Responsibility is a complex concept with both non-moral and moral meanings, and at least forward- and back-looking forms. The moral and forward-looking sense of responsibility is the sense in which one is responsible for achieving (or maintaining) a good result in some matter. The idea is that one is entrusted with achieving or maintaining this outcome, and expected to both have relevant knowledge and skills, and to make a conscientious effort. However, despite one’s best efforts, the result may not be achieved. For example, patients of responsible physicians may die, and the work of a responsible engineer may result in an accident because the accident was not foreseeable, it was not possible to compensate for the factors causing the accident, or because others were unwilling to heed the engineer’s warnings. The moral and backward-looking sense of responsibility is that in which a person or group deserves ethical evaluation for some act or outcome, that is deserves moral praise for a good outcome or blame for a bad one.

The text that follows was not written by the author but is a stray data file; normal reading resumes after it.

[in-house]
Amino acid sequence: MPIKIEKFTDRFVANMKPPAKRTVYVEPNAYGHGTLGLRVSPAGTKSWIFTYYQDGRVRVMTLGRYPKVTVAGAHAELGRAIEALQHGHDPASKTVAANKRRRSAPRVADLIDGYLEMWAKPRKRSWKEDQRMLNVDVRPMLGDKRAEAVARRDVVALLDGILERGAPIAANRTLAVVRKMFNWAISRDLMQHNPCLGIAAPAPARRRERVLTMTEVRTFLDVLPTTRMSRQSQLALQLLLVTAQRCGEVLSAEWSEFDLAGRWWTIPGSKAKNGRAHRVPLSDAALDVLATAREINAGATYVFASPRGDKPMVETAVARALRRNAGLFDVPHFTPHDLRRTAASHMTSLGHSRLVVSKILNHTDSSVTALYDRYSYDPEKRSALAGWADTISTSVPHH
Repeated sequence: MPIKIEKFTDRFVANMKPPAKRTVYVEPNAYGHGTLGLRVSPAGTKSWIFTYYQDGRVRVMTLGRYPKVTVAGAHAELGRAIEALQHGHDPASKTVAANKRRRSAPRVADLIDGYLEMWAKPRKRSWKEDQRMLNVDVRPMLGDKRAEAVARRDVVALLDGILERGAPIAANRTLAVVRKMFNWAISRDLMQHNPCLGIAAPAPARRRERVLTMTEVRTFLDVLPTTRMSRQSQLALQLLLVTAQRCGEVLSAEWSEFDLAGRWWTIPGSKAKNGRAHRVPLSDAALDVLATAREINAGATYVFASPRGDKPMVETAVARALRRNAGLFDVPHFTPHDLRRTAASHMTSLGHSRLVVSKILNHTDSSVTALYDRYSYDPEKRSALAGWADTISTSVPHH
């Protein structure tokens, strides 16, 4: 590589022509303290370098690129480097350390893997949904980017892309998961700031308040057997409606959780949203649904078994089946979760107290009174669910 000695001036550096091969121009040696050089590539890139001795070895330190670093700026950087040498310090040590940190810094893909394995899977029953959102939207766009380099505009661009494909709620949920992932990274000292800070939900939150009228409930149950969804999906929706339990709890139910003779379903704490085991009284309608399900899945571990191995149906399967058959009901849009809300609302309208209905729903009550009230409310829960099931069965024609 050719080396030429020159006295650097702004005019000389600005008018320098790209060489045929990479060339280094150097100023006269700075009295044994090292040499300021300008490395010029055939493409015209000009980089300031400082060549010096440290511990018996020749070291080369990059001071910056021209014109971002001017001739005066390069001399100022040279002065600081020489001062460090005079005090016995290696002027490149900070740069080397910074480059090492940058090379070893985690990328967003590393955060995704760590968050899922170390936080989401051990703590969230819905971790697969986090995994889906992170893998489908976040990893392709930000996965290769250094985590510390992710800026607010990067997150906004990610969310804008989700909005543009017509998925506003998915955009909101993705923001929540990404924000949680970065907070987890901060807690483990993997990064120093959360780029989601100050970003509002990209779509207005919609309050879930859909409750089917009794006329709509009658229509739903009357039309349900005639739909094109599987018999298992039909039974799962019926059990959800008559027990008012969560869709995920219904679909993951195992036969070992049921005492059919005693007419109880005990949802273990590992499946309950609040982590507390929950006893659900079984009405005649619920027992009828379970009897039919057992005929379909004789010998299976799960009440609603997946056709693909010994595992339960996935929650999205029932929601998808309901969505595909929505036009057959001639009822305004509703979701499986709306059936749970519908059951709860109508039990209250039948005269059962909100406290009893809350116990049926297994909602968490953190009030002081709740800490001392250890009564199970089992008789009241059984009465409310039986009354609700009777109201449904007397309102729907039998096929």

The moral sense of responsibility should not be confused with the causal sense of responsibility for some existing or past state of affairs. For example, when we say “the storm was responsible for three deaths and heavy property damage,” meaning that it caused these outcomes, we do not mean to attribute moral responsibility to the storm. Storms do not have moral responsibilities, and are neither responsible or irresponsible in the moral sense. However, when a moral agent is causally responsible for some outcome, that is a reason to think that the agent is morally responsible for it. Causal responsibility is not conclusive evidence of moral responsibility, however. If one’s actions cause a terrible outcome only because of bad moral luck in the form of a freak accident, then one is not morally responsible for the outcome.